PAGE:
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Les Erables

Autumn in Quebec's Maple Country



Ever since Freddy Tremblay and I became friends nearly 10 years ago I have been hearing about his father's maple farm. The tales are always warmly told and the scene he sets so iconic a trip there has always been on my list of things to do.

And so it was just a few weeks ago that while travelling in Quebec I finally had some time to make the trip to the farm I have been hearing about for these many years.

Luckily Freddy belongs to a rideshare club in Quebec called Allo Stop, which could make the trip from Quebec City possible for me. Through Allo Stop, people can safely catch a ride along the major routes with the assurance that the driver has had a background check. A middle-aged man, accompanied by two students also hitching a ride, picked me up right on time for the two-hour drive down the highway.

I was dropped just outside Riviere-du-loup to find my good friend waiting for me. Freddy has spent the last nine winters in Whistler, and this past summer was his first summer back home since first heading West. Parked next to him was a pickup truck with a dead moose tied to the bed. "Welcome to Redneck, Quebec," Freddy shouts as he catches me staring at the pickup.

After stocking up on groceries, we made the hour-long journey into Biencourt. The services here are extremely limited, offering only a convenience store, church, and post office on the main drag. We only drove a couple of hundred metres through town before it was gone again — a mere memory in the rearview mirror. We bumbled onto a dirt road that would take us further into the woods, saying goodbye to pavement, streetlights, and civilization. Ten minutes later we were at the driveway of Érabliere Yvon Tremblay.

The Sugar Shack holds a dear place in most Quebecer's hearts. It is a one-stop shop where the maple sap drains from the adjoining forest and is refined for consumption, all under the same roof. Many sugar shacks that lie close to the highway are orientated for tourist visits. Out in Biencourt, no such demand exists — everyone here is involved in maple syrup production in one way or another. Yvon Tremblay belongs to a co-op where the shipping and marketing is taken care of; all he needs to do is produce the syrup. By all accounts, producing is something he does well — over the past 15 years his farm has expanded from 9,000 trees to over 40,000 spread out over 81 hectares.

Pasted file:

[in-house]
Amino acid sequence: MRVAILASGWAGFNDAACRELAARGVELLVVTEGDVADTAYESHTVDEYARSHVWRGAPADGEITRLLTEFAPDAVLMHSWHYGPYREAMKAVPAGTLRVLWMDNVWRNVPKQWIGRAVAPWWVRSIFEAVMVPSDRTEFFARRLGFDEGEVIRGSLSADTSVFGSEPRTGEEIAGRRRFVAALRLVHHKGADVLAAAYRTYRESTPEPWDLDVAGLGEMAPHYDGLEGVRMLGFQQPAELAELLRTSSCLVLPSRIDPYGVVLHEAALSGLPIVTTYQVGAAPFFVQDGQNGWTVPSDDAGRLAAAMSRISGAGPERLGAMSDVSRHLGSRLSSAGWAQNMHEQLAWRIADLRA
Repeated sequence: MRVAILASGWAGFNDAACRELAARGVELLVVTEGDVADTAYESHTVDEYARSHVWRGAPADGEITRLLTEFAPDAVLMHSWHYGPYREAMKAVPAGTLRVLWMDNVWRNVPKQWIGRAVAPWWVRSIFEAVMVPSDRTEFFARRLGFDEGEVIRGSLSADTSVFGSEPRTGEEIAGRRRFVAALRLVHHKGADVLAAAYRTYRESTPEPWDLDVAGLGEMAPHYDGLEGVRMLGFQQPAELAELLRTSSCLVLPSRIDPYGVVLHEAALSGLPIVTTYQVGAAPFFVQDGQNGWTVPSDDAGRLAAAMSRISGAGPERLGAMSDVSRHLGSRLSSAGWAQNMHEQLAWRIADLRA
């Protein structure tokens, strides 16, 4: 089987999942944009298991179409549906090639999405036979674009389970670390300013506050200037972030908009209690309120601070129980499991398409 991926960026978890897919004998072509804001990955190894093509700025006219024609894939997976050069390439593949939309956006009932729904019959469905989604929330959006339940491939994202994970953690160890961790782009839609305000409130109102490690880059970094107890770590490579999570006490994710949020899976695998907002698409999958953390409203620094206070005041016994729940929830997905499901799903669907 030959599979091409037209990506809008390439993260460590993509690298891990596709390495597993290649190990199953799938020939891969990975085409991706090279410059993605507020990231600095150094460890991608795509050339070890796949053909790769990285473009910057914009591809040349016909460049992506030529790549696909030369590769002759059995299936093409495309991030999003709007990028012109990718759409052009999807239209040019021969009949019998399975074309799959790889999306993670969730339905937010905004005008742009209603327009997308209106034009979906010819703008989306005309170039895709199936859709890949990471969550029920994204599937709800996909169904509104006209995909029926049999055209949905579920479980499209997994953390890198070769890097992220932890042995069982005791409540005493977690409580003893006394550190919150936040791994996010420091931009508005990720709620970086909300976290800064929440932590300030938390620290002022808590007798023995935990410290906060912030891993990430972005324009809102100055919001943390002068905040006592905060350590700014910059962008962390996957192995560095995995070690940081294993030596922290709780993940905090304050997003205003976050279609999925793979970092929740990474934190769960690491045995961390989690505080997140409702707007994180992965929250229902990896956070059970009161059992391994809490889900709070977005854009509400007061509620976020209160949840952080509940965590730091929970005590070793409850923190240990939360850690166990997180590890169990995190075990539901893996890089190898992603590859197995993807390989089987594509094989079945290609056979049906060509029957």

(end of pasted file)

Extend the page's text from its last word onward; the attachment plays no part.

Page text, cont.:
Freddy had lined up some work for me to occupy my day and boost my travel fund. He and his dad have been clearing new routes for the sap lines to travel — my job was to move whatever got between the trail and Freddy's chainsaw. It was fast-paced, dirty labour that gave me a sore back — but I couldn't have been happier. For the first time in my life, I was surrounded entirely by maple trees. The smells and sights were something that will be forever burned into my memory. It was the beginning of autumn, the yearly event where the maple trees shed their leaves for the long winter ahead, but not before producing a dazzling display of a rich, vibrant colour unique to each tree. As if displaying individual personalities, each tree transforms at its own pace. This created a diverse palette of green, amber, blood orange, crimson, and everything in between within the forest — simultaneously.

From inside the forest the sights, sounds, and smells were engrossing. But Freddy wanted to show me the alternative view of the forest — looking downward from above. So we hopped onto his ATV and sped off down the road toward the local ski hill, Mont Biencourt. Freddy's uncle was busy getting the lodge ready for winter, and didn't mind us shuttling to the top. After a quick safety meeting we headed to the summit 150 metres above. To be honest, I was actually expecting smaller runs. But I could imagine speeding down the runs in winter, and despite the short distance, the thrill is always the same.

The view from the top was breathtaking. As far as the eye could see, a velvety carpet of colour engulfed the landscape. Being from B.C. it is sometimes easy to be spoiled by our stunning landscape, but the view from Mont Biencourt offered a much different style of vista, one that left me in just as much awe of the natural wonder and beauty of this world as our own west coast vistas.